How Folditure Makes Its Leaf Chair

Folditure, founded by Alexander Gendell, set out to create a line of folding designs that were beautifully designed, while also sturdy and comfortable, and, most importantly, would practically disappear when folded up. The Leaf chair is the world’s thinnest folding dining height chair and it folds flat to less than 3/4 of an inch thick. The one above is limited edition version and it’s part of the permanent collection at the Brooklyn Museum. Last year we wrote about the Leaf chair and it never quite left our minds. Luckily, for this month’s Deconstruction, they’re taking us behind the scenes to show us how it’s done.

The results came as we amalgamated the manufacturing process with the creative process. We anticipated that building an unconventional product would require unconventional manufacturing as well. The design and manufacturing aspects evolved in parallel, feeding onto one another, with the main design concept and function leading the way. And while many of the steps in manufacturing our products are decidedly “hi-tech”, there are a lot of artisinal touches that help the process along, and are instrumental in the creation of this unique product.

A product starts with a moment of inspiration, and moves quickly to a model, sketch, prototype, 3D model – not necessarily in that order, and back and forth many times. Below is an early sketch of the leaf chair, which is overlaid on a geometry generator in 3D CAD. Note that in this drawing, the hanging “hook” is on the upper part of the backrest – an earlier idea. (As you can see on the current Leaf, the hook is on the bottom.)


Many prototypes are needed before the design can be produced. Below is a picture of one of the first prototypes of the Leaf. The frame material is 3/4″ plywood. It weighs approximately 25 lbs, and folds to a thickness of 2″. In comparison, the current Leaf weighs 15 lbs, and folds to 0.625″. Much of the design following this prototype involved fine-tuning the mechanism, geometry, materials and manufacturing – all in sync, to make the Leaf smaller, lighter, and compact enough to hang in a standard 24″ closet. The more form was following the function, the closer we got to that goal.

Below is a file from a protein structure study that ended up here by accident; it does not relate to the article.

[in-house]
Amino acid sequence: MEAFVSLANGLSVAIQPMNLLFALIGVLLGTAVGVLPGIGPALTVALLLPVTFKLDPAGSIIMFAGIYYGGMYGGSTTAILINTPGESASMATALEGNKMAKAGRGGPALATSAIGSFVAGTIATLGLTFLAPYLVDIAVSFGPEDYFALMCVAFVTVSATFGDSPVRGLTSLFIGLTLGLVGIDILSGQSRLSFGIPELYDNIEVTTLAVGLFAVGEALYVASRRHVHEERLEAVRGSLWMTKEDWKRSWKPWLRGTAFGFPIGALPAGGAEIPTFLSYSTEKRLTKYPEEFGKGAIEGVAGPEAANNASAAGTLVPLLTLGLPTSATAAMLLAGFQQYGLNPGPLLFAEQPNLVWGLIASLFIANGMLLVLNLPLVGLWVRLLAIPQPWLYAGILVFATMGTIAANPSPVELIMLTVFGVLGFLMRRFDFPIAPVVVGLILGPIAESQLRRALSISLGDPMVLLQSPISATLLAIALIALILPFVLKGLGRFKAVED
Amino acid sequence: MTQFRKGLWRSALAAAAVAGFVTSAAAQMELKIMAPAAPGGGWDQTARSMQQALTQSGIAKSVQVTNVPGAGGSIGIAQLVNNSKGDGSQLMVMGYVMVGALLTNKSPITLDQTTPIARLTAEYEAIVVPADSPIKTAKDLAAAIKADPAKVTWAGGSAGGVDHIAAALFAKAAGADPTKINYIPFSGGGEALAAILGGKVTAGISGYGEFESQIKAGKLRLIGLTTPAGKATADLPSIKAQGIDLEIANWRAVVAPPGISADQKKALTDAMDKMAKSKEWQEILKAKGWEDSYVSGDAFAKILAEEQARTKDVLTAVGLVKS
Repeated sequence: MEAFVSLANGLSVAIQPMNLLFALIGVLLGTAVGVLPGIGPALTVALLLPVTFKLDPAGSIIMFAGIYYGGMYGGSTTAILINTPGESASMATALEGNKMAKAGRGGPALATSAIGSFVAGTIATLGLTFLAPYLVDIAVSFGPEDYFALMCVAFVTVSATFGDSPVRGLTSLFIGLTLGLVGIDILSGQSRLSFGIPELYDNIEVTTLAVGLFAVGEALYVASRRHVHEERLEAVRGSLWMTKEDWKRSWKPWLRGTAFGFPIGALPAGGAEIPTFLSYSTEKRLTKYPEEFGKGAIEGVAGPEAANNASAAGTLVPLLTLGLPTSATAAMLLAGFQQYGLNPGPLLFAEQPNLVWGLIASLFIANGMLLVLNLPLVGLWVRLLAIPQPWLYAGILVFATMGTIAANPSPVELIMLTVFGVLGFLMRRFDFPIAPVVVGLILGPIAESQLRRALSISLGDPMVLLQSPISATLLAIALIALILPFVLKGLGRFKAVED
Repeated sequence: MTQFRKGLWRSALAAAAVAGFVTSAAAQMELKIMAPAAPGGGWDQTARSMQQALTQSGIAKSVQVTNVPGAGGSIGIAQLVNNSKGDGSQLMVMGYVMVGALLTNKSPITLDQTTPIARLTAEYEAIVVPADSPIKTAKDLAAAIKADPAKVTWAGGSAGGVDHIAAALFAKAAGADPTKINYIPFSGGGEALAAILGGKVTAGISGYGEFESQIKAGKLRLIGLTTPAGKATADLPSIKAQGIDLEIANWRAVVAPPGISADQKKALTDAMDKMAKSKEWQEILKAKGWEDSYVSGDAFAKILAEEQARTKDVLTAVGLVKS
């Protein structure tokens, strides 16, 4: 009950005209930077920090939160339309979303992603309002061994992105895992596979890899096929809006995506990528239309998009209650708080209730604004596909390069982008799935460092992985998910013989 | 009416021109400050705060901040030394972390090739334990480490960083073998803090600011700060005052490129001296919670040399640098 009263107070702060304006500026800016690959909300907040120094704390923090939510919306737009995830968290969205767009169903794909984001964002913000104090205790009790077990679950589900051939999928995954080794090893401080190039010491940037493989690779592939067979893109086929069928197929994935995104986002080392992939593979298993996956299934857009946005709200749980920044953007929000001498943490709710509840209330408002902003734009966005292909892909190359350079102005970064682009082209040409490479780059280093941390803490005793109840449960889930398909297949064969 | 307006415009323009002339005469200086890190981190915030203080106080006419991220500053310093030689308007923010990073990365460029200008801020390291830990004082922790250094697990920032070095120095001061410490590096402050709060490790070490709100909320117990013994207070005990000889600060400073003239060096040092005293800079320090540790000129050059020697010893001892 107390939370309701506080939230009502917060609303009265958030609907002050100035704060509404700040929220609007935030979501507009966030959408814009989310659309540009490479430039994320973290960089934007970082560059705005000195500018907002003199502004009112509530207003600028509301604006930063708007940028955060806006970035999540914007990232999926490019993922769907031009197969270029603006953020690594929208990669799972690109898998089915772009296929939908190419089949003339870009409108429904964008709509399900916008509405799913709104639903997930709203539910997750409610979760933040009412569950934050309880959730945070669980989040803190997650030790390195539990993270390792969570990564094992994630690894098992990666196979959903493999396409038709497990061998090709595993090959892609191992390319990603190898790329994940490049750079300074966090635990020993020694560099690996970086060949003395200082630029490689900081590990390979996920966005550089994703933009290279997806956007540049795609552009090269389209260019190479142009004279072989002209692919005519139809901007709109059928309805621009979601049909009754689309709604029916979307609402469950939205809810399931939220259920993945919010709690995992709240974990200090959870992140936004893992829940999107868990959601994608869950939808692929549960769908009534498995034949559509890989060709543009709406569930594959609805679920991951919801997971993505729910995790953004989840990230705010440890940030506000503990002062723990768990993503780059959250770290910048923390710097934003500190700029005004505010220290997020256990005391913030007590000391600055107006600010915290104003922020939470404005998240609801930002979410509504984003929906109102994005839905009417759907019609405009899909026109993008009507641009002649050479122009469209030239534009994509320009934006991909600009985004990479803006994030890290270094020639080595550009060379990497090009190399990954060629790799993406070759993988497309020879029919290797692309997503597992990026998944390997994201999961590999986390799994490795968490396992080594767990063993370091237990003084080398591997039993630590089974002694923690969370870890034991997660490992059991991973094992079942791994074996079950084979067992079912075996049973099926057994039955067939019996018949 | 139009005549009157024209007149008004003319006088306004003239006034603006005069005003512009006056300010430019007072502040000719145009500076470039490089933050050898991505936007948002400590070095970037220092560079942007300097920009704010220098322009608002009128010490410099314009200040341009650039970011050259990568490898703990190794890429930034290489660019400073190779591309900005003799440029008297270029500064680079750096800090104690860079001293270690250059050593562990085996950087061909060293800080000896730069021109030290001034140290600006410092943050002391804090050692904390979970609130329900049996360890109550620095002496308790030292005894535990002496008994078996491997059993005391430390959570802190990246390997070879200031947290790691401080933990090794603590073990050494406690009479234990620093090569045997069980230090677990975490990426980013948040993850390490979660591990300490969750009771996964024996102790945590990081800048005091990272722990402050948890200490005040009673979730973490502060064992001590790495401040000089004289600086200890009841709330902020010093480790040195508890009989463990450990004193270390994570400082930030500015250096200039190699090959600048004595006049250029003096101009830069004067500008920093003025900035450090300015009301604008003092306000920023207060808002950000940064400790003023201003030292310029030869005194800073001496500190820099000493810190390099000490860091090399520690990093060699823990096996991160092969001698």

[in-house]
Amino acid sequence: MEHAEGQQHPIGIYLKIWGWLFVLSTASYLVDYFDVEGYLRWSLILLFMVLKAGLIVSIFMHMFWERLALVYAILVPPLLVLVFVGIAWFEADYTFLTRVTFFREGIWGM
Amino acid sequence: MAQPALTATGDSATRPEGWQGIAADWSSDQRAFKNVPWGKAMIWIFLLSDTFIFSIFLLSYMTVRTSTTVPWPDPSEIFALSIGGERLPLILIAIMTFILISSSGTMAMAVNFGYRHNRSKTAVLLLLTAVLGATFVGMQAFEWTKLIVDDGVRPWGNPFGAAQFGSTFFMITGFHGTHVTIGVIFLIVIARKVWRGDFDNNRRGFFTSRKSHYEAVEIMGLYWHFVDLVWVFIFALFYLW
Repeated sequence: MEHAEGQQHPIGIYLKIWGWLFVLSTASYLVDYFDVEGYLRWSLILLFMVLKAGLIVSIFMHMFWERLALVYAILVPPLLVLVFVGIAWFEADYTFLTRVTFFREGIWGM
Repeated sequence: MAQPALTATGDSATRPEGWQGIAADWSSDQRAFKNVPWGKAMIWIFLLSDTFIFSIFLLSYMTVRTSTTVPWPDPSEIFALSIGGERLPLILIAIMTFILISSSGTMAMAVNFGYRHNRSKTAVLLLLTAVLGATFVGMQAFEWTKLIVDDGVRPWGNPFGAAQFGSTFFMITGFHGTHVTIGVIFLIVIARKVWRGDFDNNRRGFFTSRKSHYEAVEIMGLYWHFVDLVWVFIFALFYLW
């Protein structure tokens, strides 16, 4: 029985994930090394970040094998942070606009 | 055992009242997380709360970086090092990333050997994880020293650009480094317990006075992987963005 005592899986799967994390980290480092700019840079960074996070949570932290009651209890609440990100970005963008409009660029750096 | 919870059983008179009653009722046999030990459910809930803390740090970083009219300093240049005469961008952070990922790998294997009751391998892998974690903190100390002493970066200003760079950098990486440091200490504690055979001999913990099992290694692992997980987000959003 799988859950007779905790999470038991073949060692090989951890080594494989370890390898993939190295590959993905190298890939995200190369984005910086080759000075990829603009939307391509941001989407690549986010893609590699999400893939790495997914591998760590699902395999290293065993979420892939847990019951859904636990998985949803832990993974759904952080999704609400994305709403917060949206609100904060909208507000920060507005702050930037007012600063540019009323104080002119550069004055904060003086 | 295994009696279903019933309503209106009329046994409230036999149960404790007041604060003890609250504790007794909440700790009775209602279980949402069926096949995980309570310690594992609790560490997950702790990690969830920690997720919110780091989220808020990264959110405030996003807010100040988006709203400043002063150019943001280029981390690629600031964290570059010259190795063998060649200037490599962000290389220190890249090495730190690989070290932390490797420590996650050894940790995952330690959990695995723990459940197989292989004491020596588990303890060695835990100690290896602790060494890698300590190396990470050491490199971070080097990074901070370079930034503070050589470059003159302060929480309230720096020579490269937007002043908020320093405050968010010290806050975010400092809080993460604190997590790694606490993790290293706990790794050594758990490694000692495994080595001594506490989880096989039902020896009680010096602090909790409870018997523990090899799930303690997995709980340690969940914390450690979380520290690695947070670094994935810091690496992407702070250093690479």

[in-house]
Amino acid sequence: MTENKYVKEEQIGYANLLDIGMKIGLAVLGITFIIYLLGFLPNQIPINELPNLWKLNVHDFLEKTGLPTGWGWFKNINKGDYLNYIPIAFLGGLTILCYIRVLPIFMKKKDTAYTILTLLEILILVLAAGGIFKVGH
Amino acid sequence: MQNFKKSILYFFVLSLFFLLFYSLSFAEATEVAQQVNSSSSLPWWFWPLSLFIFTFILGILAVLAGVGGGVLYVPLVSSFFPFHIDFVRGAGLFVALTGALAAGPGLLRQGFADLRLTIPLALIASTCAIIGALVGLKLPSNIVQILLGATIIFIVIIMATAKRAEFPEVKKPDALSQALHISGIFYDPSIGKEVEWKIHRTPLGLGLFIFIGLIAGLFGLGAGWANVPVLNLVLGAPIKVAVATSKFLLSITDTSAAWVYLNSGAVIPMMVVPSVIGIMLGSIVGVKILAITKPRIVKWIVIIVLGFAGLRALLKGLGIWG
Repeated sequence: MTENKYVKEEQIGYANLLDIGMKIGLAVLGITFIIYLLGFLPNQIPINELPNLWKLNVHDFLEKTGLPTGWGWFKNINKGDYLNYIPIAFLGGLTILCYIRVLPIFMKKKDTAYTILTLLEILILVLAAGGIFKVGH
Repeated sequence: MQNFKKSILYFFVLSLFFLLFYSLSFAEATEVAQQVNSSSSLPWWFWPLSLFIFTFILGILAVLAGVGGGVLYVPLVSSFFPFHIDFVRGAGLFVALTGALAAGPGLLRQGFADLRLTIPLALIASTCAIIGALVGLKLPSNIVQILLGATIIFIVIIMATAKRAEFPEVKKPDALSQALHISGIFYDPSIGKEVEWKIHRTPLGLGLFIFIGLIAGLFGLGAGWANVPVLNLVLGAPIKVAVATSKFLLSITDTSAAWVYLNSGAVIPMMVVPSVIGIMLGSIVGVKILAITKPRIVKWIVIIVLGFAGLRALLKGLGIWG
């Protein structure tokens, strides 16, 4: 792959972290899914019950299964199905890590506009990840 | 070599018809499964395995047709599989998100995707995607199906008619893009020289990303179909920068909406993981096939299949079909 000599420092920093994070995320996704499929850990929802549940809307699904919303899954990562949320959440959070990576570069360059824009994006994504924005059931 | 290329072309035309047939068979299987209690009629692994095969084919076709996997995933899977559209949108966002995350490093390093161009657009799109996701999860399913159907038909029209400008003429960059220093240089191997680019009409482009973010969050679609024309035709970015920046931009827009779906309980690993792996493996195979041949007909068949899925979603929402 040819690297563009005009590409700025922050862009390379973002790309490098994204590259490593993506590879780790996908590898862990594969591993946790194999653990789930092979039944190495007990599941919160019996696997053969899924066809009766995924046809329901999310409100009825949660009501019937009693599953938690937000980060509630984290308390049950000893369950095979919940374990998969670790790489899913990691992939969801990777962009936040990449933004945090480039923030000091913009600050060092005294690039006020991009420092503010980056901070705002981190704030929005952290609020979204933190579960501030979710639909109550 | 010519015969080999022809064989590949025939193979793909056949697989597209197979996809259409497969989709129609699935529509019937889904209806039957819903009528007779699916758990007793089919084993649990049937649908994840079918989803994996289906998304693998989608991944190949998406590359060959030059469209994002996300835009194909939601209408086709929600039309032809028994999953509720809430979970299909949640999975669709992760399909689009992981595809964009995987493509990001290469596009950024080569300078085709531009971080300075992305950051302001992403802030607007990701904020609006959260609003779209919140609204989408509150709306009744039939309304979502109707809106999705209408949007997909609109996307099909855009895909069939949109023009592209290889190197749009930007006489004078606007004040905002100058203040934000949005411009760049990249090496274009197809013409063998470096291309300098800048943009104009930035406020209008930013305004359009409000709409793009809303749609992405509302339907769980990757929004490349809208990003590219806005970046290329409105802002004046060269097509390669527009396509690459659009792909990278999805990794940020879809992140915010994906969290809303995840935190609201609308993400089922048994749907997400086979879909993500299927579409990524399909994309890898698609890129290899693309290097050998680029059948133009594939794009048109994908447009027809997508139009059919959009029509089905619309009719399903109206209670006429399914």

Different materials are tested out for their qualities. The current Leaf chair utilizes an aluminum composite panel frame, a material typically used for exterior architectural cladding. Made to resist weather for many years, strong yet relatively light.


Many steps go into producing a single Leaf chair. The frame of the Leaf starts out in our shop as a sheet of ACP, that we cut and form on our CNC machine.


Each piece then is hand-finished and inspected.


Once the pieces are sorted, we emboss our logo.


The frame pieces are joined together with custom made hinges that allow for smooth folding and unfolding. The hinges are cut by hand, formed, and holes are punched for the rivets. A single Leaf chair contains 26 hinge pieces of various shapes.


The hinges are cut and formed to extremely tight tolerances. Unlike other folding mechanisms which allow for some error, the geometry underlying the Leaf mechanism is unforgiving. We make our own hinges out of stainless steel. Each hinge is finished by hand.


Over 100 aircraft-grade stainless steel rivets are used to attach the hinges to the frame. Shown here is one of our pneumatic hand riveters.


The hinges are assembled with the aluminum panel pieces, and riveted together for an extremely tight bond. Here are the locking mechanism “butterflies” being made.


During final assembly, the chair is tested and adjustments are made to ensure smooth movement.


Finishing touches: the seat fabric is attached, as well as any optional laminates. The Leaf is inspected again before it receives a tag with a serial number.


The Cricket folding table is manufactured in a similar fashion. It has, however, many more pieces, and it is mechanically more complex. But it is all worth it, as the Cricket folds to 0.625″ as well, and so a set of 2 Leaf chairs and 1 Cricket table take up less than 2″ of hanging space.


The Leaf hanging!

Caroline Williamson is Editor-in-Chief of Design Milk. She has a BFA in photography from SCAD and can usually be found searching for vintage wares, doing New York Times crossword puzzles in pen, or reworking playlists on Spotify.